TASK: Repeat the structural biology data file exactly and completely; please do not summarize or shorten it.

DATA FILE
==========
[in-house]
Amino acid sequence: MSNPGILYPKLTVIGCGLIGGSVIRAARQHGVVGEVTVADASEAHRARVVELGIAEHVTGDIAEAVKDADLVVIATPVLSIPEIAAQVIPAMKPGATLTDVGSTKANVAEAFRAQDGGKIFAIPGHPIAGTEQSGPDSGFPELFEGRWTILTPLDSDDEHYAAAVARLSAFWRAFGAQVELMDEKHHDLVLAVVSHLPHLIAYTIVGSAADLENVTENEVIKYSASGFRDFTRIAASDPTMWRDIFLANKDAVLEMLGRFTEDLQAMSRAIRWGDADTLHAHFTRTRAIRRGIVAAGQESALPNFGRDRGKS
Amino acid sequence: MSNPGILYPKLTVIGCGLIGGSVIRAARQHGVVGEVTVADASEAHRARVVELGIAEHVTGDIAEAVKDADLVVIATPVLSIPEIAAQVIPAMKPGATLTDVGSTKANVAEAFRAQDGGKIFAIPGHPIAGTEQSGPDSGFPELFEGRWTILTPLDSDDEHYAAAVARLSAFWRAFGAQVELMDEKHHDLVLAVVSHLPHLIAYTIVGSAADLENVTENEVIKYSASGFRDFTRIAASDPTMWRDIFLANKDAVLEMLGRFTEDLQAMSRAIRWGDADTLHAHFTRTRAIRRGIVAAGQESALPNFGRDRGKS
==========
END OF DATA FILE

[in-house]
Amino acid sequence: MSNPGILYPKLTVIGCGLIGGSVIRAARQHGVVGEVTVADASEAHRARVVELGIAEHVTGDIAEAVKDADLVVIATPVLSIPEIAAQVIPAMKPGATLTDVGSTKANVAEAFRAQDGGKIFAIPGHPIAGTEQSGPDSGFPELFEGRWTILTPLDSDDEHYAAAVARLSAFWRAFGAQVELMDEKHHDLVLAVVSHLPHLIAYTIVGSAADLENVTENEVIKYSASGFRDFTRIAASDPTMWRDIFLANKDAVLEMLGRFTEDLQAMSRAIRWGDADTLHAHFTRTRAIRRGIVAAGQESALPNFGRDRGKS
Amino acid sequence: MSNPGILYPKLTVIGCGLIGGSVIRAARQHGVVGEVTVADASEAHRARVVELGIAEHVTGDIAEAVKDADLVVIATPVLSIPEIAAQVIPAMKPGATLTDVGSTKANVAEAFRAQDGGKIFAIPGHPIAGTEQSGPDSGFPELFEGRWTILTPLDSDDEHYAAAVARLSAFWRAFGAQVELMDEKHHDLVLAVVSHLPHLIAYTIVGSAADLENVTENEVIKYSASGFRDFTRIAASDPTMWRDIFLANKDAVLEMLGRFTEDLQAMSRAIRWGDADTLHAHFTRTRAIRRGIVAAGQESALPNFGRDRGKS